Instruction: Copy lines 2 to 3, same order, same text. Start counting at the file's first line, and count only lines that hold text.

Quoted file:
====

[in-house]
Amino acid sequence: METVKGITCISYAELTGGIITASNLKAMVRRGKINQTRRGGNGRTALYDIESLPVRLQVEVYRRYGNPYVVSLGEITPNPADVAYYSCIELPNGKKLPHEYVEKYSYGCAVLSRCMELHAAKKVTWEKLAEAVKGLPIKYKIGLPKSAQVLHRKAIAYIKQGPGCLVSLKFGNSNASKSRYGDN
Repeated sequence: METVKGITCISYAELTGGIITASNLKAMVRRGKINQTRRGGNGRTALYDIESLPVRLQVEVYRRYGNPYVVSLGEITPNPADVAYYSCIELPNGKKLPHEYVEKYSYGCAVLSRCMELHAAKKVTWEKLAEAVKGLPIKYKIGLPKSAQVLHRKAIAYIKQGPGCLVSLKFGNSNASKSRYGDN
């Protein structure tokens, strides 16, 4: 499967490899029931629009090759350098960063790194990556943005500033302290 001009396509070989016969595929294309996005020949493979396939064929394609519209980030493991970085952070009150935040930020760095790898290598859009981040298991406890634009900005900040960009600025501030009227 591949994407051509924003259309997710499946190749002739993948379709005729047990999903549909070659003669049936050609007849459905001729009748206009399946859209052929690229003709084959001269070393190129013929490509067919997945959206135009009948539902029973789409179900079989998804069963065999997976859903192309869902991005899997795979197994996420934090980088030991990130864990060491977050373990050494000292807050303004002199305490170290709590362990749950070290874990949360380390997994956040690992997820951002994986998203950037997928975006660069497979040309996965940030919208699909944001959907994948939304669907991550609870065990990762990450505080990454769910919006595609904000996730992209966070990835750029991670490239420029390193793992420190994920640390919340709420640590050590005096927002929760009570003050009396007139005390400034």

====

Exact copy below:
Amino acid sequence: METVKGITCISYAELTGGIITASNLKAMVRRGKINQTRRGGNGRTALYDIESLPVRLQVEVYRRYGNPYVVSLGEITPNPADVAYYSCIELPNGKKLPHEYVEKYSYGCAVLSRCMELHAAKKVTWEKLAEAVKGLPIKYKIGLPKSAQVLHRKAIAYIKQGPGCLVSLKFGNSNASKSRYGDN
Repeated sequence: METVKGITCISYAELTGGIITASNLKAMVRRGKINQTRRGGNGRTALYDIESLPVRLQVEVYRRYGNPYVVSLGEITPNPADVAYYSCIELPNGKKLPHEYVEKYSYGCAVLSRCMELHAAKKVTWEKLAEAVKGLPIKYKIGLPKSAQVLHRKAIAYIKQGPGCLVSLKFGNSNASKSRYGDN